Before "The Amazing Race Canada: Heroes Edition" premiered earlier this month, members from the 10 new teams were asked what foreign capital they hoped to visit. Not one person mentioned Jakarta — just as supervising producer Mark Lysakowski had hoped. Producers had to arrange visas and fly the eight remaining teams, camera and sound crews, director Rob Brunner and host Jon Montgomery approximately 30,000 kilometres there and back for the single episode, which will air Tuesday.

  • Vancouver Police Board approves 'access without fear' policy
    News
    CBC

    Vancouver Police Board approves 'access without fear' policy

    The policy directs officers to not ask for information about the immigration status of a witness, complainant or victim, unless there is a legitimate reason to do so. A similar policy was passed by the City of Vancouver in 2016.

  • Final section of Archie and Janet Hogg Park reopens 5 years after flood
    News
    CBC

    Final section of Archie and Janet Hogg Park reopens 5 years after flood

    The Municipal District of Foothills is marking another flood recovery milestone this week as it reopens the last section of Archie and Janet Hogg Park. It's a popular campground west of High River that was heavily damaged during the 2013 flood. On Thursday, Paul Lelonde camped among the park's poplar trees and picnic tables along the Highwood River Valley, He was also here just after the 2013 flood.

  • News
    CBC

    RCMP vehicle, 2 sheriff patrol SUVs involved in highway crash near Leduc

    Leduc RCMP are on scene of the multi-vehicle collision on Highway 2 south of Highway 2A, police said in a news release issued at 9:30 a.m. The three law enforcement vehicles were parked on the side of the southbound lanes of Highway 2 doing roadside speed enforcement when the collision occurred, said police spokesperson Const. Bridget Morla. Morla said none of the law enforcement officers on scene were sent to hospital.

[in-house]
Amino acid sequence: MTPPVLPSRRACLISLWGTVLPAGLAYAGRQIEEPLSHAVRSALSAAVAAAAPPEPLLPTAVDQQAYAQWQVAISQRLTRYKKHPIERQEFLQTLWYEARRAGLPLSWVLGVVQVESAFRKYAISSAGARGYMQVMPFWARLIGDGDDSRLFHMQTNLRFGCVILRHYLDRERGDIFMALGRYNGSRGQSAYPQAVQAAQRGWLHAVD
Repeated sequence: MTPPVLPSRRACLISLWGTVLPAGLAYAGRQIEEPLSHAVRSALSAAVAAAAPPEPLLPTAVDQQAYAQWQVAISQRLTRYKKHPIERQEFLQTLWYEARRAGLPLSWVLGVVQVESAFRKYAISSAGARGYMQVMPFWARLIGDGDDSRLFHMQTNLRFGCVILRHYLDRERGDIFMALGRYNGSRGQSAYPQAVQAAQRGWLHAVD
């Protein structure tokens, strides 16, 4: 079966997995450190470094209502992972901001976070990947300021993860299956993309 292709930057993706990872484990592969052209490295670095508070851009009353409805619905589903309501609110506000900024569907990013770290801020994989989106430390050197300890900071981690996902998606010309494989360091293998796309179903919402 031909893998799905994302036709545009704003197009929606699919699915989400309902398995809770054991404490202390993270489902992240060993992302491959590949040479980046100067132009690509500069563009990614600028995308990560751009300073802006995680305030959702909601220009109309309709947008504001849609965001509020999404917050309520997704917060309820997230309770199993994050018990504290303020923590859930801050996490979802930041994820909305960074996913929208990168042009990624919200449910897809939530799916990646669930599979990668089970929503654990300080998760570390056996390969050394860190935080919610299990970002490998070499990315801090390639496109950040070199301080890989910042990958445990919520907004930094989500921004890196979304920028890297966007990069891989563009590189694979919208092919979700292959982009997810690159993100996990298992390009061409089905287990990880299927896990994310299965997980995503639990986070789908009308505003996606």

• Indigenous cross-country motorcycle journey brings attention to Indian day schools
    News
    The Canadian Press

    Indigenous cross-country motorcycle journey brings attention to Indian day schools

    With the roar of four engines, the Treaty Freedom Riders sped out of Winnipeg Friday morning on a trip to draw attention to the plight of former Indian day school students. The four Indigenous motorcyclists, including former Assembly of Manitoba Chiefs grand chief Derek Nepinak, are on a ride that will take them across the Prairies and over the mountains to Vancouver. Lawyer and activist Joan Jack says the goal is to bring awareness to a class-action lawsuit filed on behalf of former students.

  • He created a wait-time busting prescription app in N.L., but it can't be used here
    News
    CBC

    He created a wait-time busting prescription app in N.L., but it can't be used here

    A St. John's health care professional has developed an online application that he says can reduce the amount of time to fill prescriptions, but the province's pharmacy board has told its members not to use it. Mohammad Taher, a radiation therapist in St. John's, developed the app called pillz.ca. Working at the Health Sciences Centre, Taher said he became frustrated seeing patients waiting hours to have prescriptions filled.

  • Accused in 5-year-old's attempted murder was already facing attempted murder charge
    News
    CBC

    Accused in 5-year-old's attempted murder was already facing attempted murder charge

    A man who is facing an attempted murder charge after a five-year-old Brampton boy was found with life-threatening injuries Thursday was out on bail for a separate attempted murder charge when the boy was hurt. Peel Regional Police say 28-year-old Dyon Smart was arrested in September of 2017 and charged with attempted murder and aggravated assault after he allegedly attacked a 44-year-old man in the same area of Brampton where the boy was also found.

  • PHOTOS: Looking back at deadly 1996 Saguenay floods